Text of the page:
Building a Java project

What This Guide Covers #

Language versions and other build-environment specific information are in our reference pages:

The rest of this guide covers configuring Java projects in Travis CI. If you’re new to Travis CI please read our Getting Started and build configuration guides first.

Overview #

The Travis CI environment contains various versions of OpenJDK, Oracle JDK, Gradle, Maven and Ant.

To use the Java environment, add the following to your .travis.yml:

language: java

Projects Using Maven #

Maven Dependency Management #

Before running the build, Travis CI installs dependencies:

mvn install -DskipTests=true -Dmaven.javadoc.skip=true -B -V

or if your project uses the mvnw wrapper script:

./mvnw install -DskipTests=true -Dmaven.javadoc.skip=true -B -V

Note that the Travis CI build lifecycle and the Maven build lifecycle use similar terminology for different build phases. For example, install in a Travis CI build comes much earlier than install in the Maven build lifecycle. More details can be found about the Travis Build Lifecycle and the Maven Build Lifecycle.

Maven Default Script Command #

If your project has pom.xml file in the repository root but no build.gradle, Travis CI builds your project with Maven 3:

mvn test -B

If your project also includes the mvnw wrapper script in the repository root, Travis CI uses that instead:

./mvnw test -B

The default command does not generate JavaDoc (-Dmaven.javadoc.skip=true).

To use a different script command, customize the build step.

Projects Using Gradle #

Gradle Dependency Management #

Before running the build, Travis CI installs dependencies:

gradle assemble

or

./gradlew assemble

To use a different install command, customize the installation step.

Gradle Default Script Command #

If your project contains a build.gradle file in the repository root, Travis CI builds your project with Gradle:

gradle check

If your project also includes the gradlew wrapper script in the repository root, Travis CI uses that wrapper instead:

./gradlew check

To use a different script command, customize the build step.

Caching #

A peculiarity of dependency caching in Gradle means that to avoid uploading the cache after every build you need to add the following lines to your .travis.yml:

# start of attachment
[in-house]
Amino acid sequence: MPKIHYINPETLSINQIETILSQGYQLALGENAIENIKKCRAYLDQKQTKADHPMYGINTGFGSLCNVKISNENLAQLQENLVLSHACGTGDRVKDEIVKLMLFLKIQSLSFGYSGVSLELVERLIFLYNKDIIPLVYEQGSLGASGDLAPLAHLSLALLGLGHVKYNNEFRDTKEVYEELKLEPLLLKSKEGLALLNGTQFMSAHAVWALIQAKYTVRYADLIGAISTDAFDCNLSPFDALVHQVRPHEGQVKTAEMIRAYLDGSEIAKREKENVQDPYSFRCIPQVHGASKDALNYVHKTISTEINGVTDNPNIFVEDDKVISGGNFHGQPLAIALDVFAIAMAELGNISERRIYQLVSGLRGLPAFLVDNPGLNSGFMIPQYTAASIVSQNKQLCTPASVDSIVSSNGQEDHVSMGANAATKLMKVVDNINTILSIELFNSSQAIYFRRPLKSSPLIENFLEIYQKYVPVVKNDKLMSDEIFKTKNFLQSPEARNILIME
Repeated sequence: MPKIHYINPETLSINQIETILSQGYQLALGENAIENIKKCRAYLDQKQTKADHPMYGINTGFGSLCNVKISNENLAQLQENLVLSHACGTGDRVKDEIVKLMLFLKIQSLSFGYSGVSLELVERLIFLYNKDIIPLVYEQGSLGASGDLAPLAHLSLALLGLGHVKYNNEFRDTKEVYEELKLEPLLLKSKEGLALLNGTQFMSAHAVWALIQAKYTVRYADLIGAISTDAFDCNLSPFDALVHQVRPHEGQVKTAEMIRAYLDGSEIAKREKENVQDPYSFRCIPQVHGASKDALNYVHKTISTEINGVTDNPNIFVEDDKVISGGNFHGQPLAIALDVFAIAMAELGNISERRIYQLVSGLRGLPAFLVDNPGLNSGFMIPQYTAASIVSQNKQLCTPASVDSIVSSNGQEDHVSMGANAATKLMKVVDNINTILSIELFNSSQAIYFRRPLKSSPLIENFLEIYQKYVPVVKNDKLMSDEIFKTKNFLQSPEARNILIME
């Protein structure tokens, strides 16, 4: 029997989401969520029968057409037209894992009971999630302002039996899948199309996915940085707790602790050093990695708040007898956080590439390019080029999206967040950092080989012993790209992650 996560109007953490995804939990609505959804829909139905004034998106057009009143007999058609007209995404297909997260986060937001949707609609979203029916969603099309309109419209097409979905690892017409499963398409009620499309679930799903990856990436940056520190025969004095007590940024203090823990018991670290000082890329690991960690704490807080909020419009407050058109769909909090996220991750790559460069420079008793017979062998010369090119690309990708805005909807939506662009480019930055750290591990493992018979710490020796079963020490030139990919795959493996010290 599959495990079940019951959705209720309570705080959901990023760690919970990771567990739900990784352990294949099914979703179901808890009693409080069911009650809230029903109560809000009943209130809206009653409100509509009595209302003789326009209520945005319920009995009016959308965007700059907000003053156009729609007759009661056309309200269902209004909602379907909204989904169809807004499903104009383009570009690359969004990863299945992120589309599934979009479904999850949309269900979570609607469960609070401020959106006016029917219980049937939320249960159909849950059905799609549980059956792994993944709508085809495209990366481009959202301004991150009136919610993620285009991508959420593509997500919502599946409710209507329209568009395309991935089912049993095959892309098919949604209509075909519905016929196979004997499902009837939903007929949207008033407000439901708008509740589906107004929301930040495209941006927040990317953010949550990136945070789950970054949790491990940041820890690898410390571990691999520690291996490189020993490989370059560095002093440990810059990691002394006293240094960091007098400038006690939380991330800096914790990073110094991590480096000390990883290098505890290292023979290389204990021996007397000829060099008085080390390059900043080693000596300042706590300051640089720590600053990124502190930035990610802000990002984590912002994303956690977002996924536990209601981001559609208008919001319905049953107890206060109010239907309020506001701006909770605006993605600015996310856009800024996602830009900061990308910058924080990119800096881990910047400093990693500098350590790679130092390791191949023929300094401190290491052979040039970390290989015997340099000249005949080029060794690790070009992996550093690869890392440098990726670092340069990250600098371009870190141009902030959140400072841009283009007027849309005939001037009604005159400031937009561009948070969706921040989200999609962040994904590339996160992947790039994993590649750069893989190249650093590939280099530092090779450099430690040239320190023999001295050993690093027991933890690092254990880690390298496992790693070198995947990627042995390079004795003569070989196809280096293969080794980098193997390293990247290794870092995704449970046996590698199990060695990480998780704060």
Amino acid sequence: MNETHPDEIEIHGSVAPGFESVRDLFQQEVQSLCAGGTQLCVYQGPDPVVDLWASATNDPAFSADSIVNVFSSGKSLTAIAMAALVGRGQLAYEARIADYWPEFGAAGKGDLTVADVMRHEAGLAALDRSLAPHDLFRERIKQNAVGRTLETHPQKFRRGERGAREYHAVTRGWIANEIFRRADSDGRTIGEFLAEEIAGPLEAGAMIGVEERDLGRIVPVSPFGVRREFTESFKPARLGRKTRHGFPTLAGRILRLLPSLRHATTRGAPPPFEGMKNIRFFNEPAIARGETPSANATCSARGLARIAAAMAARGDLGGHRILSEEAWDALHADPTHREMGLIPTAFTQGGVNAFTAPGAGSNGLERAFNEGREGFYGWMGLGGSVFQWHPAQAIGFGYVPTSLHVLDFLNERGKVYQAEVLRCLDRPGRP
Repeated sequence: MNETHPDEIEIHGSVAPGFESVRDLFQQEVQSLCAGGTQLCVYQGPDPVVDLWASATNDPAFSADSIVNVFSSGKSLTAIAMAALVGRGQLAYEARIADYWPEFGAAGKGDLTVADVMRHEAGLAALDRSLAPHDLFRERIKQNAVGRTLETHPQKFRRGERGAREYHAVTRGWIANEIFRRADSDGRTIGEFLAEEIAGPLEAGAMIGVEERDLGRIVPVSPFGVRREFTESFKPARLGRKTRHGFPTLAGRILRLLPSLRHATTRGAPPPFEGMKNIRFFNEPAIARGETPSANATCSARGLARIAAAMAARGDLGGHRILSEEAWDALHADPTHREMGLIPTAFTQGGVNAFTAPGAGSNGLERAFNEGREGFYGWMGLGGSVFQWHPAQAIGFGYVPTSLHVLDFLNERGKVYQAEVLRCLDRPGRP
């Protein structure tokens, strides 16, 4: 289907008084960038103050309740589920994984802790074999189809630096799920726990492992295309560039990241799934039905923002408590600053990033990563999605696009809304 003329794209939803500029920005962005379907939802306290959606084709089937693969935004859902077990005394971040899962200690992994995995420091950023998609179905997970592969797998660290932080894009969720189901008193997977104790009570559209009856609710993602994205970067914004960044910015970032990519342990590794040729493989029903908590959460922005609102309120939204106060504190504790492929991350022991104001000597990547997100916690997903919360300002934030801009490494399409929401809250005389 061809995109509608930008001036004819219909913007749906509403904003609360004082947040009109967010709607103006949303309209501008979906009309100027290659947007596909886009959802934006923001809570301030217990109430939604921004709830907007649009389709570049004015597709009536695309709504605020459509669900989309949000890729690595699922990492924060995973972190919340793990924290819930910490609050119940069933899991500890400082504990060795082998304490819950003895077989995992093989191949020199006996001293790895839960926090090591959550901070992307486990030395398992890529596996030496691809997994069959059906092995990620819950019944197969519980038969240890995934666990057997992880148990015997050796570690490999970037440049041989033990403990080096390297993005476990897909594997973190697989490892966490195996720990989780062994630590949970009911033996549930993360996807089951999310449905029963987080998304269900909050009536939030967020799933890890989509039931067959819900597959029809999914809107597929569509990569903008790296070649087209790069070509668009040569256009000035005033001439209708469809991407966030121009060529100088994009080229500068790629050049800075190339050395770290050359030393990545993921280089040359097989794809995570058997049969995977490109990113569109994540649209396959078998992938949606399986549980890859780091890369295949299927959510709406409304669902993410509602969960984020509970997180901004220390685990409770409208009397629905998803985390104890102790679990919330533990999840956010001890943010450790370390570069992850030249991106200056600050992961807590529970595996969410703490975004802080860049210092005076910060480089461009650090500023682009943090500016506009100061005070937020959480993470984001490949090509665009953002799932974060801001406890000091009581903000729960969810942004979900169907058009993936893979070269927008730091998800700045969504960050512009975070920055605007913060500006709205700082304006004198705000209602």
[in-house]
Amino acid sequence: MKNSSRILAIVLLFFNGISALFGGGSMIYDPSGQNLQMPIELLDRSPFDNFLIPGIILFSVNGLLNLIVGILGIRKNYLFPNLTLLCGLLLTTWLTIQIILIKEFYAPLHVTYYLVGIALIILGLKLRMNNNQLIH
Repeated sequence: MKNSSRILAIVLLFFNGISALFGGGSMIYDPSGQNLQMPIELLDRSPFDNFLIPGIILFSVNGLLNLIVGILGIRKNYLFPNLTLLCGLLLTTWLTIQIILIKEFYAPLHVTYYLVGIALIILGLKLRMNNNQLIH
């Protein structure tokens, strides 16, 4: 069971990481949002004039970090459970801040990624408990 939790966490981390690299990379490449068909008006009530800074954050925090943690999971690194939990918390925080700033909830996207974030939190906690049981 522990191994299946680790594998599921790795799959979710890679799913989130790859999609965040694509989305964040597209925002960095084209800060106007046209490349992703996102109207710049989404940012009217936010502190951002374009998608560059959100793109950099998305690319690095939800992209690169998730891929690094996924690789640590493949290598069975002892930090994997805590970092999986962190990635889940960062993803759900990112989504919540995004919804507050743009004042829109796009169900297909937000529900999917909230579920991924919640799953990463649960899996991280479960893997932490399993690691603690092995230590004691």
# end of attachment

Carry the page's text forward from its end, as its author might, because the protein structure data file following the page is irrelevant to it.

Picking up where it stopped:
before_cache:
  - rm -f  $HOME/.gradle/caches/modules-2/modules-2.lock
  - rm -fr $HOME/.gradle/caches/*/plugin-resolution/
cache:
  directories:
    - $HOME/.gradle/caches/
    - $HOME/.gradle/wrapper/

Note that if you use Gradle with sudo (i.e. sudo ./gradlew assemble), the caching configuration above will have no effect, since the depencencies will be in /root/.gradle which the travis user account does not have write access to.

Gradle daemon is disabled by default #

As recommended by the Gradle team, the Gradle daemon is disabled by default. If you would like to run gradle with daemon, add --daemon to the invocation.

Projects Using Ant #

Ant Dependency Management #

Because there is no single standard way of installing project dependencies with Ant, you need to specify the exact command to run using install: key in your .travis.yml, for example:

language: java
install: ant deps

Ant Default Script Command #

If Travis CI does not detect Maven or Gradle files it runs Ant:

ant test

To use a different script command, customize the build step.

Testing Against Multiple JDKs #

To test against multiple JDKs, use the jdk: key in .travis.yml. For example, to test against Oracle JDKs 8 and 9, as well as OpenJDK 8:

jdk:
  - oraclejdk8
  - oraclejdk9
  - openjdk8

Note that testing against multiple Java versions is not supported on OS X. See the OS X Build Environment for more details.

The list of available JVMs for different dists are at

Switching JDKs (Java 8 and below) Within One Job #

If your build needs to switch JDKs (Java 8 and below) during a job, you can do so with jdk_switcher use ….

script:
  - jdk_switcher use oraclejdk8
  - # do stuff with Java 8
  - jdk_switcher use openjdk8
  - # do stuff with open Java 8

Use of jdk_switcher also updates $JAVA_HOME appropriately.

Updating Oracle JDK 8 to a recent release #

Your repository may require a newer release of Oracle JDK than the pre-installed version. (You can consult the list of published Oracle JDK packages.)

The following example will use the latest Oracle JDK 8:

sudo: false
addons:
  apt:
    packages:
      - oracle-java8-installer

Using Java 10 and later #

OracleJDK 10 and later are supported on Linux, and OpenJDK 10 and later are supported on Linux and macOS using install-jdk.sh.

jdk:
  - oraclejdk8
  - oraclejdk10
  - oraclejdk-ea
  - openjdk10
  - openjdk11

Switching JDKs (to Java 10 and up) Within One Job #

If your build needs to switch JDKs (Java 8 and up) during a job, you can do so with install-jdk.sh.

jdk: openjdk10
script:
  - jdk_switcher use openjdk10
  - # do stuff with OpenJDK 10
  - export JAVA_HOME=$HOME/openjdk11
  - $TRAVIS_BUILD_DIR/install-jdk.sh --install openjdk11 --target $JAVA_HOME
  - # do stuff with open OpenJDK 11

Build Matrix #

For Java projects, env and jdk can be given as arrays to construct a build matrix.

Examples #